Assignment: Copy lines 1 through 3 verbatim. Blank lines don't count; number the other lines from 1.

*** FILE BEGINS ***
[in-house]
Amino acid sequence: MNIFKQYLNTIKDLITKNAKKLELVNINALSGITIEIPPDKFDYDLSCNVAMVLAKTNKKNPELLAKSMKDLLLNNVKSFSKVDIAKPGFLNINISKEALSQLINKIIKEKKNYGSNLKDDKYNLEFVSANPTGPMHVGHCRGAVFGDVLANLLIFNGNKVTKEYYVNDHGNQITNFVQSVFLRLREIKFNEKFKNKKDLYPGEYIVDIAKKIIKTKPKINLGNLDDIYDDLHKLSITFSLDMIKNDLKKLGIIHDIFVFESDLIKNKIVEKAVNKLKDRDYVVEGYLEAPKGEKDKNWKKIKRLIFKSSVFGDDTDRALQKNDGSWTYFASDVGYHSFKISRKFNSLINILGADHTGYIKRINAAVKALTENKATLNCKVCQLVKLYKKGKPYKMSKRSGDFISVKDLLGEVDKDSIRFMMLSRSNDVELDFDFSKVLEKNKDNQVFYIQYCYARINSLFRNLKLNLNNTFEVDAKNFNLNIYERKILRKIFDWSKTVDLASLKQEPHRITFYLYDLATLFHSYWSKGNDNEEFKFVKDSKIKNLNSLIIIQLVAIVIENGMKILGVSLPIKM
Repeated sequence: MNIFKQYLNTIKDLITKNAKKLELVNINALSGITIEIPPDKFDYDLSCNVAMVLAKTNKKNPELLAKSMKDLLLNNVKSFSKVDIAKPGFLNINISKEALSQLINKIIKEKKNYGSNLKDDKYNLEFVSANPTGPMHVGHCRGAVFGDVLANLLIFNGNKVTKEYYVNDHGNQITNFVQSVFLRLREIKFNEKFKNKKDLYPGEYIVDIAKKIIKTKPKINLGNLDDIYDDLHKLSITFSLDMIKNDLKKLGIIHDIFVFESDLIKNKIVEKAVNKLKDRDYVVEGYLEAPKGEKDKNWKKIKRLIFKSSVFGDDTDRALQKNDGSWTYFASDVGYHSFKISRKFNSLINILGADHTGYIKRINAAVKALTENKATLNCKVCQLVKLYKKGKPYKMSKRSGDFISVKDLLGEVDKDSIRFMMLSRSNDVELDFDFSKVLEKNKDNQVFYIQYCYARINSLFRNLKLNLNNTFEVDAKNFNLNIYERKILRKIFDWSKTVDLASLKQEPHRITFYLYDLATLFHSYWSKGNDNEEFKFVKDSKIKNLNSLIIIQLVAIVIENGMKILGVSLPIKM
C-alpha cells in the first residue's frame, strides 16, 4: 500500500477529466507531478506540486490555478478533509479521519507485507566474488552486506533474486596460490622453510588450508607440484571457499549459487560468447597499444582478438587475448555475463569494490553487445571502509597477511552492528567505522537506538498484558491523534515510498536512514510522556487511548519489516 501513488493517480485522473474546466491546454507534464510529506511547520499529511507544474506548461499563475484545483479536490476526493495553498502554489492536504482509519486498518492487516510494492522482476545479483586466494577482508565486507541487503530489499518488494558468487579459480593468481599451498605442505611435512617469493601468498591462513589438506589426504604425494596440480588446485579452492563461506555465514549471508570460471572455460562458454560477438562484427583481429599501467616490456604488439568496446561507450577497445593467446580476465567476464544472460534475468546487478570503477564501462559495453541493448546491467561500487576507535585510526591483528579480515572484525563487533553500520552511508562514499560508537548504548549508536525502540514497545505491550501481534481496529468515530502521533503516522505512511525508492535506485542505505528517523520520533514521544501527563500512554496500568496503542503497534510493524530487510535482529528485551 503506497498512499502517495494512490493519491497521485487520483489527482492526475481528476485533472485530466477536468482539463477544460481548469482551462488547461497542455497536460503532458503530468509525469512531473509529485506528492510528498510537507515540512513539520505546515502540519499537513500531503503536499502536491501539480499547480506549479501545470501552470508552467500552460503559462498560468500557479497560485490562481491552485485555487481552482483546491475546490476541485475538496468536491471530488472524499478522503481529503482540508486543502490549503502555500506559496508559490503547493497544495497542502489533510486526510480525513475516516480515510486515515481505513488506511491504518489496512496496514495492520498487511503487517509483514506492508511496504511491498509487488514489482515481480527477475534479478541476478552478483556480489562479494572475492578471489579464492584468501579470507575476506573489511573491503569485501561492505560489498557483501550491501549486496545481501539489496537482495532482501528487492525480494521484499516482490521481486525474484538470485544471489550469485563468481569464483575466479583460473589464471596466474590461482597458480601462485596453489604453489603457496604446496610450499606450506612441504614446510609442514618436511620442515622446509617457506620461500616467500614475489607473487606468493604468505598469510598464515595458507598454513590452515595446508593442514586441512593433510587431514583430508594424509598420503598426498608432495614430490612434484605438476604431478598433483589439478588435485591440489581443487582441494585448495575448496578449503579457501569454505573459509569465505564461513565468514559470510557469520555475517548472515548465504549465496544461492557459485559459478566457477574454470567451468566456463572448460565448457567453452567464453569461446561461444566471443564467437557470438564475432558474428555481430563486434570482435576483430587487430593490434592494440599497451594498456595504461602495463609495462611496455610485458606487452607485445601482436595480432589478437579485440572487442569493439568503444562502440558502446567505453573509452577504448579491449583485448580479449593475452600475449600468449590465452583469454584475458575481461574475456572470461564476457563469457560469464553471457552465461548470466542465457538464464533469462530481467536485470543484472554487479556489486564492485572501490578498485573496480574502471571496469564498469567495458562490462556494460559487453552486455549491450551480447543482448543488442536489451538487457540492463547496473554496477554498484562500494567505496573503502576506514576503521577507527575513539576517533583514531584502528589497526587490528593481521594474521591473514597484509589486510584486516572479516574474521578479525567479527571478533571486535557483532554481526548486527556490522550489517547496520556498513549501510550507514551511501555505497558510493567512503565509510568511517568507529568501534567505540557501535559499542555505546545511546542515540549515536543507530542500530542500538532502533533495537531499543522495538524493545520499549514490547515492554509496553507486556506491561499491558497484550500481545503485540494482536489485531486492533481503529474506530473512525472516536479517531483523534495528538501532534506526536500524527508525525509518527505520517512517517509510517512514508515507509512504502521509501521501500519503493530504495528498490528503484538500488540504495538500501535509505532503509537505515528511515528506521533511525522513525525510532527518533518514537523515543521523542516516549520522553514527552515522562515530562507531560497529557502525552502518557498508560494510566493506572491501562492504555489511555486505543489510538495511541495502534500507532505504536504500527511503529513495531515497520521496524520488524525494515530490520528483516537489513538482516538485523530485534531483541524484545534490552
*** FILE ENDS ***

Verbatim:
[in-house]
Amino acid sequence: MNIFKQYLNTIKDLITKNAKKLELVNINALSGITIEIPPDKFDYDLSCNVAMVLAKTNKKNPELLAKSMKDLLLNNVKSFSKVDIAKPGFLNINISKEALSQLINKIIKEKKNYGSNLKDDKYNLEFVSANPTGPMHVGHCRGAVFGDVLANLLIFNGNKVTKEYYVNDHGNQITNFVQSVFLRLREIKFNEKFKNKKDLYPGEYIVDIAKKIIKTKPKINLGNLDDIYDDLHKLSITFSLDMIKNDLKKLGIIHDIFVFESDLIKNKIVEKAVNKLKDRDYVVEGYLEAPKGEKDKNWKKIKRLIFKSSVFGDDTDRALQKNDGSWTYFASDVGYHSFKISRKFNSLINILGADHTGYIKRINAAVKALTENKATLNCKVCQLVKLYKKGKPYKMSKRSGDFISVKDLLGEVDKDSIRFMMLSRSNDVELDFDFSKVLEKNKDNQVFYIQYCYARINSLFRNLKLNLNNTFEVDAKNFNLNIYERKILRKIFDWSKTVDLASLKQEPHRITFYLYDLATLFHSYWSKGNDNEEFKFVKDSKIKNLNSLIIIQLVAIVIENGMKILGVSLPIKM
Repeated sequence: MNIFKQYLNTIKDLITKNAKKLELVNINALSGITIEIPPDKFDYDLSCNVAMVLAKTNKKNPELLAKSMKDLLLNNVKSFSKVDIAKPGFLNINISKEALSQLINKIIKEKKNYGSNLKDDKYNLEFVSANPTGPMHVGHCRGAVFGDVLANLLIFNGNKVTKEYYVNDHGNQITNFVQSVFLRLREIKFNEKFKNKKDLYPGEYIVDIAKKIIKTKPKINLGNLDDIYDDLHKLSITFSLDMIKNDLKKLGIIHDIFVFESDLIKNKIVEKAVNKLKDRDYVVEGYLEAPKGEKDKNWKKIKRLIFKSSVFGDDTDRALQKNDGSWTYFASDVGYHSFKISRKFNSLINILGADHTGYIKRINAAVKALTENKATLNCKVCQLVKLYKKGKPYKMSKRSGDFISVKDLLGEVDKDSIRFMMLSRSNDVELDFDFSKVLEKNKDNQVFYIQYCYARINSLFRNLKLNLNNTFEVDAKNFNLNIYERKILRKIFDWSKTVDLASLKQEPHRITFYLYDLATLFHSYWSKGNDNEEFKFVKDSKIKNLNSLIIIQLVAIVIENGMKILGVSLPIKM